Etymology
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-head 

word-forming element meaning "state or condition of being," Middle English -hede, from a variant of Old English -had, the source of -hood. The only surviving words with it are maidenhead and godhead.

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-headed 

"having a head" (of a specified kind); see head (n.).

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encephalo- 

before vowels encephal-, word-forming element meaning "brain, of the brain," from combining form of medical Latin encephalon, from Greek enkephalos "the brain," literally "within the head," from en "in" (see en- (2)) + kephalē "head" (see cephalo-).

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lepido- 

before vowels lepid-, word-forming element used since late 18c. in science with a sense of "scale" (of a fish, etc.), combining form of Greek lepis (genitive lepidos) "scale of a fish" (related to lepein "to peel;" see leper). As in lepidodendron (1819 in German), common fossil "club-moss tree" of the Carboniferous.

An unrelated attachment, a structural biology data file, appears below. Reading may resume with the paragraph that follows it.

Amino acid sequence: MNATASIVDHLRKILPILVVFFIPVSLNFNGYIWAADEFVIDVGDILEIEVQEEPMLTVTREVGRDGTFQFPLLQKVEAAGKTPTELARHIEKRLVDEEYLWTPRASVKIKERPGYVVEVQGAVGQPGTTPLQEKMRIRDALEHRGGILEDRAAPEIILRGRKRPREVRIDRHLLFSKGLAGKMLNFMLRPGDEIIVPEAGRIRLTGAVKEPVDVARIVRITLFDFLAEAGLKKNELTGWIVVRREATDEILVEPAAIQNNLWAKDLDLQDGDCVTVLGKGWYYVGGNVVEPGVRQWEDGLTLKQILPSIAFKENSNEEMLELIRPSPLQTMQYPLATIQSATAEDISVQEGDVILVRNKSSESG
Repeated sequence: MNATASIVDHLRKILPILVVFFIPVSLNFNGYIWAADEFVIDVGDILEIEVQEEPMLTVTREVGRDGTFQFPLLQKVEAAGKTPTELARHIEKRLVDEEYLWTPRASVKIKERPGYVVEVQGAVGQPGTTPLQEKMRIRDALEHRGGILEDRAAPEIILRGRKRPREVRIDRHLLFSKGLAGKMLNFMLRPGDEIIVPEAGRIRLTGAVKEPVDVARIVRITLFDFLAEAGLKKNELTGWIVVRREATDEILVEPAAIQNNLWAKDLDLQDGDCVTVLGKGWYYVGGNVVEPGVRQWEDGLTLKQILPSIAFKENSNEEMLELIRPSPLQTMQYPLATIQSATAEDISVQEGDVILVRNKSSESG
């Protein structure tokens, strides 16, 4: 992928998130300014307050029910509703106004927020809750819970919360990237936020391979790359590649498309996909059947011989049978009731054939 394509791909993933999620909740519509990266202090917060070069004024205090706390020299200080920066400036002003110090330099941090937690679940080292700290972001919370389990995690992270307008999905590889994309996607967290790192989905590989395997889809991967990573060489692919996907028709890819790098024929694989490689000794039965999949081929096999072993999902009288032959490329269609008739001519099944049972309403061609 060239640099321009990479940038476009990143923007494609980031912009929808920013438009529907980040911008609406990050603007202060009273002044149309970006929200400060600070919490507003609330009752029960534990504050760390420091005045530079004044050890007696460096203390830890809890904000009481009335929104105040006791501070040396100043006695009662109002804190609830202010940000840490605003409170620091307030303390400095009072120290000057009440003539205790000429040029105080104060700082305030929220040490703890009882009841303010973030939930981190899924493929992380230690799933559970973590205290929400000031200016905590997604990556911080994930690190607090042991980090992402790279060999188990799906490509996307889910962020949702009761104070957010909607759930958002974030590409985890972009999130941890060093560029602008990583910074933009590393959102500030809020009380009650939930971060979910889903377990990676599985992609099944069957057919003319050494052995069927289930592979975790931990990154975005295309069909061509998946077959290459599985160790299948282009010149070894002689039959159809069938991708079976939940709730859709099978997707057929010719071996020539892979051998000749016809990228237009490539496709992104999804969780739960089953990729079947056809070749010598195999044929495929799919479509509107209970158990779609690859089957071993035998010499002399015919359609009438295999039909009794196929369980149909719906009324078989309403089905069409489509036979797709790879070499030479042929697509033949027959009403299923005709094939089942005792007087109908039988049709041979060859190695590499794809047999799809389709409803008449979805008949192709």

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-ful 

word-forming element attached to nouns (and in modern English to verb stems) and meaning "full of, having, characterized by," also "amount or volume contained" (handful, bellyful); from Old English -full, -ful, which is full (adj.) become a suffix by being coalesced with a preceding noun, but originally a separate word. Cognate with German -voll, Old Norse -fullr, Danish -fuld. Most English -ful adjectives at one time or another had both passive ("full of x") and active ("causing x; full of occasion for x") senses.

It is rare in Old English and Middle English, where full was much more commonly attached at the head of a word (for example Old English fulbrecan "to violate," fulslean "to kill outright," fulripod "mature;" Middle English had ful-comen "attain (a state), realize (a truth)," ful-lasting "durability," ful-thriven "complete, perfect," etc.).

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